Interview with Mr Peter Sterlacci, Personal Branding Pioneer in Japan-The Team Nation
Personal Branding is a very new concept in India and mostly image management companies are popular for CXO executives. What about Japanese scenario?
It is very new in Japan as well. As with India, personal branding can be mistaken as image consulting. However, it is becoming a critical need in Japan where the economic landscape is shifting away from the traditional Japanese practice of "lifetime employment". For years, Japanese have worked hard from elementary school through high school to pass the necessary exams to get into a good university. The university name helps to land a good job at a reputable company where employees go through the natural stages of advancement and promotion within the same company until retirement. There has traditionally been no need to "stand out" or be "distinctive". Culturally speaking, Japanese are educated to "fit in". There is a well know proverb that states: "the nail that sticks out gets hammered down". As such, defining your authentic self in Japan and broadcasting it puts the Japanese at risk of being separate from, rather than part of the group. However, recently companies are laying people off and new university graduates cannot land jobs. To compete in the new global economy defining one's personal brand is becoming more and more required. Culturally, however, this is a challenge.
What type of professionals or entrepreneurs can benefit from Personal Branding?
In Japan the professionals who want to work on a global scale benefit the most from personal branding. This generally means the new university grads to mid-career professionals. Often people who have worked at a foreign company for some time want to change jobs and work for a different foreign company. Personal branding is crucial for such people as typically a foreign company will ask questions in interviews that naturally require a candidate to brand themselves. A friend of mine who worked for a headhunting agency in Osaka told me many stories about how he can easily find qualified Japanese candidates on LinkedIn for foreign companies. However, when he sends them to the interview they fail simply because they cannot promote themselves. They cannot convey the value they would add, they cannot talk about their attributes, they cannot explain their strengths, they cannot define what separates them from others.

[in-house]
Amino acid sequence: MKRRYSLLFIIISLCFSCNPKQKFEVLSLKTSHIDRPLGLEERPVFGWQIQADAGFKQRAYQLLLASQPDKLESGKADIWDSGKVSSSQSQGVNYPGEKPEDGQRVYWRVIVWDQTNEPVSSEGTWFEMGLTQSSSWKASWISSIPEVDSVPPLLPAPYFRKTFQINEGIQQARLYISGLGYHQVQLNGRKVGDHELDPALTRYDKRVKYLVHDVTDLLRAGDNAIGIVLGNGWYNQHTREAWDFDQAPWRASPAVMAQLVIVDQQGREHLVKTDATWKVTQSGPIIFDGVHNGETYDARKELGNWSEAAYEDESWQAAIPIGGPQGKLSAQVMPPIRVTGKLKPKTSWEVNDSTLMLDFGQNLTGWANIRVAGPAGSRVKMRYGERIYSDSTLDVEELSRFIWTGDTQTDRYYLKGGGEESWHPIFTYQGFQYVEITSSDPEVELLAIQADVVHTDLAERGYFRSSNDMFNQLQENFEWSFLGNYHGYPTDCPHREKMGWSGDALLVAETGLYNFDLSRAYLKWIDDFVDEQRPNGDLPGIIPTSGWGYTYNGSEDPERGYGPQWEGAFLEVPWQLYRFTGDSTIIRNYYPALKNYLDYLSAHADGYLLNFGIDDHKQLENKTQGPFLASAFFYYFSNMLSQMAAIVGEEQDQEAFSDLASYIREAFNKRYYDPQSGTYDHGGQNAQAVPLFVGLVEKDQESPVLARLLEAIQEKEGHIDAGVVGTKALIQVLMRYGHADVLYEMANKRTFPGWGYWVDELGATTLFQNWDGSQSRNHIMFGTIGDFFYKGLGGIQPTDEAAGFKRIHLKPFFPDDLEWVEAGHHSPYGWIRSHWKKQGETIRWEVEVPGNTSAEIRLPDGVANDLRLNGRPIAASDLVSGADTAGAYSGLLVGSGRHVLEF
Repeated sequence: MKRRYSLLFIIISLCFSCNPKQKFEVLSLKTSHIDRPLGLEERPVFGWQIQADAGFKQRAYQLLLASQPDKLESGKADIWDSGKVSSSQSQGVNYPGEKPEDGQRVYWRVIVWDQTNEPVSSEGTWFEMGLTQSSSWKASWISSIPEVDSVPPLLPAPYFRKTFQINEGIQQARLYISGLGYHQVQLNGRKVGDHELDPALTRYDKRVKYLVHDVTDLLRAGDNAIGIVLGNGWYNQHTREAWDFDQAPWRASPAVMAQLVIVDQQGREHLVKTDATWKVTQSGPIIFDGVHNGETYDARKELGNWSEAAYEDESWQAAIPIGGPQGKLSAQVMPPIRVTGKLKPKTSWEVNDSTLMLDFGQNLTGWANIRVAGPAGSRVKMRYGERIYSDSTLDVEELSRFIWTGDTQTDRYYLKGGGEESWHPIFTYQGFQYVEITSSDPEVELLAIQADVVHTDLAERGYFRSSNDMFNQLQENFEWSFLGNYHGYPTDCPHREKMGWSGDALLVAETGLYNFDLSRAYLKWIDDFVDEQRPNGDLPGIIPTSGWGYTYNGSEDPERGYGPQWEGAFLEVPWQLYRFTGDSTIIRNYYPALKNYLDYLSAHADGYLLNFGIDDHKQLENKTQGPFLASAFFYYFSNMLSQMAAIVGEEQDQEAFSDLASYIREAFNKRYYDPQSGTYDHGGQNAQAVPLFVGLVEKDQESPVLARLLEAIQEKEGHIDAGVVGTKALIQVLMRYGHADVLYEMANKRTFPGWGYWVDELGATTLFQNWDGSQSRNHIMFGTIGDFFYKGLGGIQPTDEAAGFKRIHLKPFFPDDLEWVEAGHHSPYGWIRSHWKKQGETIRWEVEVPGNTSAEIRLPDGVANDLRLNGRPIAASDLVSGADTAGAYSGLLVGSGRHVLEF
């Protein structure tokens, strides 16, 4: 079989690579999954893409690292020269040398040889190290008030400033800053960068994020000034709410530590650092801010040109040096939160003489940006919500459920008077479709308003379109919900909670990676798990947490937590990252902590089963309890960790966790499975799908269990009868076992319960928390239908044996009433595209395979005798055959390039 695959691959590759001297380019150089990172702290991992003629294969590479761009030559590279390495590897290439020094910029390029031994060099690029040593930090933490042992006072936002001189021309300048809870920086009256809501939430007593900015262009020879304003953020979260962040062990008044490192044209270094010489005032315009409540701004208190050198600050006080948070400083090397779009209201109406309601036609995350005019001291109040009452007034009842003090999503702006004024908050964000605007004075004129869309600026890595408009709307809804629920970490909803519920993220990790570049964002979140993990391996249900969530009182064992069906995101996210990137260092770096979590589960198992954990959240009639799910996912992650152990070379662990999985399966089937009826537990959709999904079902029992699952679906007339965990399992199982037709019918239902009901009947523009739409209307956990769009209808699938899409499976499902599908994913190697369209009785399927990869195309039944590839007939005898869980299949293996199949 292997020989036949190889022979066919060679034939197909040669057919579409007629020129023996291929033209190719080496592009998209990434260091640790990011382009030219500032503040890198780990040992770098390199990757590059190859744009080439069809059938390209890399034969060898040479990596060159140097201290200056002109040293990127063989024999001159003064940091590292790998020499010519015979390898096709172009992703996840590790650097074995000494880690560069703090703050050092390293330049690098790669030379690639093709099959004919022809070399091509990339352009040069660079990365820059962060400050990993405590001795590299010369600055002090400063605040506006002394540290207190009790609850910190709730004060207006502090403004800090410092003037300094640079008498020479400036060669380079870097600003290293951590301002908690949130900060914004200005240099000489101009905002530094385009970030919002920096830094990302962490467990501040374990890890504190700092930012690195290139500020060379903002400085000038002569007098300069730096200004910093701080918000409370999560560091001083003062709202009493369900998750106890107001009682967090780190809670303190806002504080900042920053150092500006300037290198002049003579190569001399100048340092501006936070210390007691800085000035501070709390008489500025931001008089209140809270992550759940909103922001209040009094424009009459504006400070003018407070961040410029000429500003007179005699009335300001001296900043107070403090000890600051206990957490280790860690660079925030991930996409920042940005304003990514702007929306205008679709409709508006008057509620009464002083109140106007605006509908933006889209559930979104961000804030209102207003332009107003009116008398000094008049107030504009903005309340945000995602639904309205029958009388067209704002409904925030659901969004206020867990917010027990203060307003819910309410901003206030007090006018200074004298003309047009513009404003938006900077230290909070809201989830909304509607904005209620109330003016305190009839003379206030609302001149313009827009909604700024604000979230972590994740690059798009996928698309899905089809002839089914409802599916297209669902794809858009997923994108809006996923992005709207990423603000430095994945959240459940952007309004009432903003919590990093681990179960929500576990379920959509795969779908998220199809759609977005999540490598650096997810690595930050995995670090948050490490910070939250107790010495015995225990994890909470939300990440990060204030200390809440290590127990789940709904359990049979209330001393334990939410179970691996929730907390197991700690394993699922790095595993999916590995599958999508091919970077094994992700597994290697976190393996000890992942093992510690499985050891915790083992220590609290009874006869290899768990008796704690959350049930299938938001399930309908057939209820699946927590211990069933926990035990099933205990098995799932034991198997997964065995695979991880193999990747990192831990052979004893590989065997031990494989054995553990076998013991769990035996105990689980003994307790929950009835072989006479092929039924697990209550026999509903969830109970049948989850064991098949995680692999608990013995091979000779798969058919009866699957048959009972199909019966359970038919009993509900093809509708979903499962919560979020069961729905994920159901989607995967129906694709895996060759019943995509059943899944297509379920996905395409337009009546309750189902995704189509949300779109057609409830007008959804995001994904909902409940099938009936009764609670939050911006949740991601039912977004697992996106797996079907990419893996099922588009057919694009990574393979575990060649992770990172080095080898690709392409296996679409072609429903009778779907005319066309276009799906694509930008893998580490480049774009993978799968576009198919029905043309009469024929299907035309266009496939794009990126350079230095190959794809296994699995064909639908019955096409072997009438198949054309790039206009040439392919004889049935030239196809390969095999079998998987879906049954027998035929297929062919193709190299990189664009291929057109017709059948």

What are the popular online tools used in Personal Branding?
In Japan right now Twitter is the rage. A May 18, 2011 Japan Times article titled "Japan, the Twitter Nation", states that 20% of all Japanese use Twitter while only 8% of people in the US are users. 14% of all tweets globally are in Japanese, second only to English at 50%. (Read here: http://bit.ly/j1xA1d) As of now the term "social media" in Japan equals "Twitter". Interestingly, however, most Japanese use an anonymous name for their Twitter accounts rather than their real names. Perhaps Twitter is providing the venue for Japanese to stand out and broadcast their brand, albeit behind a nickname.
Any advice you would like to give to a person confused about whether he should go for Personal Branding or not?
Ask yourself if you were one of two candidates for an amazing job and you both had the same amount of experience and skills, what would you say to land that job? How would you position yourself in such a way that you are the obvious choice? To do this my advice is to believe, become, and be your brand.
Thanks Peter. May Personal Branding rise in the Land of the Rising Sun!
A Brief Profile
Peter Sterlacci has handled many senior roles including Director-International Outreach at San Jose State University and corporate training before venturing out into Personal Branding in Japan.He specialises in Intercultural Personal Branding and his philosophy is "Empowering you to Believe, Become and Be your Brand"
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